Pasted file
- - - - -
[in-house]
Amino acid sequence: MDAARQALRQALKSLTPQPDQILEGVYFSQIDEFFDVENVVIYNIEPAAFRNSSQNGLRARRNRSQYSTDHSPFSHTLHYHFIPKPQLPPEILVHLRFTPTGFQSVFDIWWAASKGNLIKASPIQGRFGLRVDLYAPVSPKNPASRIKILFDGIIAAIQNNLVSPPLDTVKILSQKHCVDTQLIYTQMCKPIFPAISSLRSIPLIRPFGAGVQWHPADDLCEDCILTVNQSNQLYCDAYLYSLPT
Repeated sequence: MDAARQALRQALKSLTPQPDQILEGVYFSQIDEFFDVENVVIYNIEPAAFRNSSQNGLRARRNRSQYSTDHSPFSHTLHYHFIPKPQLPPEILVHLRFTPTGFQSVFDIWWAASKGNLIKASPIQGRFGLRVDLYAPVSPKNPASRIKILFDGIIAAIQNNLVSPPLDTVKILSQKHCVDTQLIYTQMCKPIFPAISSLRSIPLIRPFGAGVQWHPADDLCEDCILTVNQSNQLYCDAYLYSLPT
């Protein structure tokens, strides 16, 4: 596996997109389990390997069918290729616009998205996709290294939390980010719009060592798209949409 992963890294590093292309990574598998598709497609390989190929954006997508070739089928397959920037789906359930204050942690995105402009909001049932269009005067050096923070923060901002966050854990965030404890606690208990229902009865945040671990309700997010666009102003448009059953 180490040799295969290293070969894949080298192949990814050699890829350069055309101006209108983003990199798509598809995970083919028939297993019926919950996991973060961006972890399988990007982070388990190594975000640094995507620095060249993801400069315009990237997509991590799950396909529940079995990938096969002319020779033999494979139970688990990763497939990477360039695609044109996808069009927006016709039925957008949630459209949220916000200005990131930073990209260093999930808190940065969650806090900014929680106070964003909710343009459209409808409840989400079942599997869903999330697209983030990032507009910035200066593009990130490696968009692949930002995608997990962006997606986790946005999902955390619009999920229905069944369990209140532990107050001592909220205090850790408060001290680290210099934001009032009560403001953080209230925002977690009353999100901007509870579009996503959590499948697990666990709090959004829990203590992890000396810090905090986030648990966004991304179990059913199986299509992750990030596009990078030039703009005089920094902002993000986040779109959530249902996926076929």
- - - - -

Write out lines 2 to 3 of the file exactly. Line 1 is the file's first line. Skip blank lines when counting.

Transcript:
Amino acid sequence: MDAARQALRQALKSLTPQPDQILEGVYFSQIDEFFDVENVVIYNIEPAAFRNSSQNGLRARRNRSQYSTDHSPFSHTLHYHFIPKPQLPPEILVHLRFTPTGFQSVFDIWWAASKGNLIKASPIQGRFGLRVDLYAPVSPKNPASRIKILFDGIIAAIQNNLVSPPLDTVKILSQKHCVDTQLIYTQMCKPIFPAISSLRSIPLIRPFGAGVQWHPADDLCEDCILTVNQSNQLYCDAYLYSLPT
Repeated sequence: MDAARQALRQALKSLTPQPDQILEGVYFSQIDEFFDVENVVIYNIEPAAFRNSSQNGLRARRNRSQYSTDHSPFSHTLHYHFIPKPQLPPEILVHLRFTPTGFQSVFDIWWAASKGNLIKASPIQGRFGLRVDLYAPVSPKNPASRIKILFDGIIAAIQNNLVSPPLDTVKILSQKHCVDTQLIYTQMCKPIFPAISSLRSIPLIRPFGAGVQWHPADDLCEDCILTVNQSNQLYCDAYLYSLPT